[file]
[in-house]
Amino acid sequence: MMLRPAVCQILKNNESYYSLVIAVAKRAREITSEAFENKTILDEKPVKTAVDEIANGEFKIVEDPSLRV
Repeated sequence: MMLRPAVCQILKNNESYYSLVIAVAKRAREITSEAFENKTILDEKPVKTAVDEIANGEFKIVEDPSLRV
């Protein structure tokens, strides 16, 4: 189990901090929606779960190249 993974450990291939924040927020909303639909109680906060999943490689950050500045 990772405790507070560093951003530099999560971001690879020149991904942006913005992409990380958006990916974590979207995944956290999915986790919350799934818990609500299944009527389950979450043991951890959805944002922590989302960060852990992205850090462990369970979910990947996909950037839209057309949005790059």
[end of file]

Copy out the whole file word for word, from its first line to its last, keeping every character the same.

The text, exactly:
[in-house]
Amino acid sequence: MMLRPAVCQILKNNESYYSLVIAVAKRAREITSEAFENKTILDEKPVKTAVDEIANGEFKIVEDPSLRV
Repeated sequence: MMLRPAVCQILKNNESYYSLVIAVAKRAREITSEAFENKTILDEKPVKTAVDEIANGEFKIVEDPSLRV
């Protein structure tokens, strides 16, 4: 189990901090929606779960190249 993974450990291939924040927020909303639909109680906060999943490689950050500045 990772405790507070560093951003530099999560971001690879020149991904942006913005992409990380958006990916974590979207995944956290999915986790919350799934818990609500299944009527389950979450043991951890959805944002922590989302960060852990992205850090462990369970979910990947996909950037839209057309949005790059």